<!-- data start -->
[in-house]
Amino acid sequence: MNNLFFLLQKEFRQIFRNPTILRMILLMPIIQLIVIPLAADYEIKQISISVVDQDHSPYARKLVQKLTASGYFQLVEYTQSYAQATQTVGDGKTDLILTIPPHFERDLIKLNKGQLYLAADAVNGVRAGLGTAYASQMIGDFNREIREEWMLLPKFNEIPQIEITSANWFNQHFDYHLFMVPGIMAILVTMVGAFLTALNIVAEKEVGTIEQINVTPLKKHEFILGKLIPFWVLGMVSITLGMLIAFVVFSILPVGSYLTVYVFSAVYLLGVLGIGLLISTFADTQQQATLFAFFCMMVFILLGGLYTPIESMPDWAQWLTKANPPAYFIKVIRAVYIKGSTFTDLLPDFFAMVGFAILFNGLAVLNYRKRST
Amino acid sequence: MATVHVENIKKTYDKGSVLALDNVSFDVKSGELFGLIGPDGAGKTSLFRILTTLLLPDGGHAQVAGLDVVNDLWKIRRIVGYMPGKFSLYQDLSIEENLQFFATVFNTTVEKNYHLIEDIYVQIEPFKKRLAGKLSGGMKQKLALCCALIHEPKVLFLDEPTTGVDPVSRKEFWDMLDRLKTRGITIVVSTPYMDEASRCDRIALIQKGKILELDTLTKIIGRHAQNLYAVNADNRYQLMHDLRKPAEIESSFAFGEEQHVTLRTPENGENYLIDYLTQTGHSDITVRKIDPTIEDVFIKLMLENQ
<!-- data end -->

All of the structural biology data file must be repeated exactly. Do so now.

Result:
[in-house]
Amino acid sequence: MNNLFFLLQKEFRQIFRNPTILRMILLMPIIQLIVIPLAADYEIKQISISVVDQDHSPYARKLVQKLTASGYFQLVEYTQSYAQATQTVGDGKTDLILTIPPHFERDLIKLNKGQLYLAADAVNGVRAGLGTAYASQMIGDFNREIREEWMLLPKFNEIPQIEITSANWFNQHFDYHLFMVPGIMAILVTMVGAFLTALNIVAEKEVGTIEQINVTPLKKHEFILGKLIPFWVLGMVSITLGMLIAFVVFSILPVGSYLTVYVFSAVYLLGVLGIGLLISTFADTQQQATLFAFFCMMVFILLGGLYTPIESMPDWAQWLTKANPPAYFIKVIRAVYIKGSTFTDLLPDFFAMVGFAILFNGLAVLNYRKRST
Amino acid sequence: MATVHVENIKKTYDKGSVLALDNVSFDVKSGELFGLIGPDGAGKTSLFRILTTLLLPDGGHAQVAGLDVVNDLWKIRRIVGYMPGKFSLYQDLSIEENLQFFATVFNTTVEKNYHLIEDIYVQIEPFKKRLAGKLSGGMKQKLALCCALIHEPKVLFLDEPTTGVDPVSRKEFWDMLDRLKTRGITIVVSTPYMDEASRCDRIALIQKGKILELDTLTKIIGRHAQNLYAVNADNRYQLMHDLRKPAEIESSFAFGEEQHVTLRTPENGENYLIDYLTQTGHSDITVRKIDPTIEDVFIKLMLENQ